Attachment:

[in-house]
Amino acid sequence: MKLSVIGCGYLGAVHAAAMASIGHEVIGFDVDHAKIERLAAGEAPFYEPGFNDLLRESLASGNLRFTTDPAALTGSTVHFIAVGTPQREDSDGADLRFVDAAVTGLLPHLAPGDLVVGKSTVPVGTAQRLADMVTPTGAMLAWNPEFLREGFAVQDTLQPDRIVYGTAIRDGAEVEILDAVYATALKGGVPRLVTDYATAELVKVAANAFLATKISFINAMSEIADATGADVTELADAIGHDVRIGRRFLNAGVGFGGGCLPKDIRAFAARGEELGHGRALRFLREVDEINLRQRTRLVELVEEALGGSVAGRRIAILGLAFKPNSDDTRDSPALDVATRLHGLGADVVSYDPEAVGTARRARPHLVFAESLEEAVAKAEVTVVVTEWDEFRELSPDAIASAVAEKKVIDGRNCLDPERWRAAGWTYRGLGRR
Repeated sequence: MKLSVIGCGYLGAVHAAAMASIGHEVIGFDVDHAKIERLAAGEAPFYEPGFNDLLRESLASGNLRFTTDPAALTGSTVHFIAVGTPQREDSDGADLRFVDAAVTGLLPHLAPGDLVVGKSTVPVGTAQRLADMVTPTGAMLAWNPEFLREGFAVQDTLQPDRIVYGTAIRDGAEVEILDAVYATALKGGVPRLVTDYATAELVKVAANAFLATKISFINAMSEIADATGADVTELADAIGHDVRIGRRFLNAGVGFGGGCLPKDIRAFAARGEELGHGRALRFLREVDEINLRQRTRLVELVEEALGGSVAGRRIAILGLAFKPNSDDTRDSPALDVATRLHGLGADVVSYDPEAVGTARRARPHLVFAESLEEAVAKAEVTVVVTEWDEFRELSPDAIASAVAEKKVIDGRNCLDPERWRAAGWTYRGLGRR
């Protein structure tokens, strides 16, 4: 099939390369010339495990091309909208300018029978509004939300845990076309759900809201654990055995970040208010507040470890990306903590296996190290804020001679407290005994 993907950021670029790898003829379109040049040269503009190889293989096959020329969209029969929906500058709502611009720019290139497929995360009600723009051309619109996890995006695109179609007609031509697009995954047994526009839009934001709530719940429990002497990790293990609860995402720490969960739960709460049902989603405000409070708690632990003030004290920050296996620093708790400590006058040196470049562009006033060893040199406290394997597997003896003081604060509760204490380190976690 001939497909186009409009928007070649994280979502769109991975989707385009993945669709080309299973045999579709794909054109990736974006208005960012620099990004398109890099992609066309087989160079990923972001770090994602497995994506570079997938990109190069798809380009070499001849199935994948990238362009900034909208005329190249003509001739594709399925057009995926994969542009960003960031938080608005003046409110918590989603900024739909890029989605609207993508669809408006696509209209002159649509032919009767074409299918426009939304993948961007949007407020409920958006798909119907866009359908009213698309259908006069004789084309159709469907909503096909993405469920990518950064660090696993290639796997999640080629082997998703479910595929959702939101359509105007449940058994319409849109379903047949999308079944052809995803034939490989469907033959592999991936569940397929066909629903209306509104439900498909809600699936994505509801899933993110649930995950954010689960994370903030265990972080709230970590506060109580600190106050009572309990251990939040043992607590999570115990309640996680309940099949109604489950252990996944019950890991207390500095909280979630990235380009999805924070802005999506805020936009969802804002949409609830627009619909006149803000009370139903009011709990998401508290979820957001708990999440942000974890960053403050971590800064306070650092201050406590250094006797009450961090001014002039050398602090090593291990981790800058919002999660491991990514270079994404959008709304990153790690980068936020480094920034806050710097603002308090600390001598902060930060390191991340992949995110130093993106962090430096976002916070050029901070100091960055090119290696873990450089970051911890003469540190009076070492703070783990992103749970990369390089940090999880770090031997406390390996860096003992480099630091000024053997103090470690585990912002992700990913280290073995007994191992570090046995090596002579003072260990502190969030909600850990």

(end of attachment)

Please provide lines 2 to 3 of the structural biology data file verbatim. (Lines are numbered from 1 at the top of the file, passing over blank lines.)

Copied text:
Amino acid sequence: MKLSVIGCGYLGAVHAAAMASIGHEVIGFDVDHAKIERLAAGEAPFYEPGFNDLLRESLASGNLRFTTDPAALTGSTVHFIAVGTPQREDSDGADLRFVDAAVTGLLPHLAPGDLVVGKSTVPVGTAQRLADMVTPTGAMLAWNPEFLREGFAVQDTLQPDRIVYGTAIRDGAEVEILDAVYATALKGGVPRLVTDYATAELVKVAANAFLATKISFINAMSEIADATGADVTELADAIGHDVRIGRRFLNAGVGFGGGCLPKDIRAFAARGEELGHGRALRFLREVDEINLRQRTRLVELVEEALGGSVAGRRIAILGLAFKPNSDDTRDSPALDVATRLHGLGADVVSYDPEAVGTARRARPHLVFAESLEEAVAKAEVTVVVTEWDEFRELSPDAIASAVAEKKVIDGRNCLDPERWRAAGWTYRGLGRR
Repeated sequence: MKLSVIGCGYLGAVHAAAMASIGHEVIGFDVDHAKIERLAAGEAPFYEPGFNDLLRESLASGNLRFTTDPAALTGSTVHFIAVGTPQREDSDGADLRFVDAAVTGLLPHLAPGDLVVGKSTVPVGTAQRLADMVTPTGAMLAWNPEFLREGFAVQDTLQPDRIVYGTAIRDGAEVEILDAVYATALKGGVPRLVTDYATAELVKVAANAFLATKISFINAMSEIADATGADVTELADAIGHDVRIGRRFLNAGVGFGGGCLPKDIRAFAARGEELGHGRALRFLREVDEINLRQRTRLVELVEEALGGSVAGRRIAILGLAFKPNSDDTRDSPALDVATRLHGLGADVVSYDPEAVGTARRARPHLVFAESLEEAVAKAEVTVVVTEWDEFRELSPDAIASAVAEKKVIDGRNCLDPERWRAAGWTYRGLGRR